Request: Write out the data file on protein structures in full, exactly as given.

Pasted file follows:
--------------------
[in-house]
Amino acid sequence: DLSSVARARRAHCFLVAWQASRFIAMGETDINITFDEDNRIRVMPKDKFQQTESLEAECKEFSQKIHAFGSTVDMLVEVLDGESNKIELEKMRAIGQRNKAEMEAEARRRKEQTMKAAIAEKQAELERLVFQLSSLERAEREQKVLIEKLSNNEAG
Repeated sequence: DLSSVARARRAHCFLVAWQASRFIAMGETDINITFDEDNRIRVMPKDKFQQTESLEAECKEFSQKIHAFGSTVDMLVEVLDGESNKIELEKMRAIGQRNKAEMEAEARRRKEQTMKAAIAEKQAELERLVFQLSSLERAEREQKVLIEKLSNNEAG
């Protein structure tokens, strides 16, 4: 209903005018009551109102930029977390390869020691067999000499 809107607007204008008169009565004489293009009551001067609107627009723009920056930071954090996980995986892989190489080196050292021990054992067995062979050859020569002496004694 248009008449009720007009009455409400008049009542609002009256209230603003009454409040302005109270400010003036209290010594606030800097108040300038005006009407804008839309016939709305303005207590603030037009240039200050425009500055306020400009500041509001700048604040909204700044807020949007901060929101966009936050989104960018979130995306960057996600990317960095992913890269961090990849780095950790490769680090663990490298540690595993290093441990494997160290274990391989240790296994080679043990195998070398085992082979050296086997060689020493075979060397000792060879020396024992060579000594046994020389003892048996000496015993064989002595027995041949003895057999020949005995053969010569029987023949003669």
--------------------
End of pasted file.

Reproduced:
[in-house]
Amino acid sequence: DLSSVARARRAHCFLVAWQASRFIAMGETDINITFDEDNRIRVMPKDKFQQTESLEAECKEFSQKIHAFGSTVDMLVEVLDGESNKIELEKMRAIGQRNKAEMEAEARRRKEQTMKAAIAEKQAELERLVFQLSSLERAEREQKVLIEKLSNNEAG
Repeated sequence: DLSSVARARRAHCFLVAWQASRFIAMGETDINITFDEDNRIRVMPKDKFQQTESLEAECKEFSQKIHAFGSTVDMLVEVLDGESNKIELEKMRAIGQRNKAEMEAEARRRKEQTMKAAIAEKQAELERLVFQLSSLERAEREQKVLIEKLSNNEAG
């Protein structure tokens, strides 16, 4: 209903005018009551109102930029977390390869020691067999000499 809107607007204008008169009565004489293009009551001067609107627009723009920056930071954090996980995986892989190489080196050292021990054992067995062979050859020569002496004694 248009008449009720007009009455409400008049009542609002009256209230603003009454409040302005109270400010003036209290010594606030800097108040300038005006009407804008839309016939709305303005207590603030037009240039200050425009500055306020400009500041509001700048604040909204700044807020949007901060929101966009936050989104960018979130995306960057996600990317960095992913890269961090990849780095950790490769680090663990490298540690595993290093441990494997160290274990391989240790296994080679043990195998070398085992082979050296086997060689020493075979060397000792060879020396024992060579000594046994020389003892048996000496015993064989002595027995041949003895057999020949005995053969010569029987023949003669």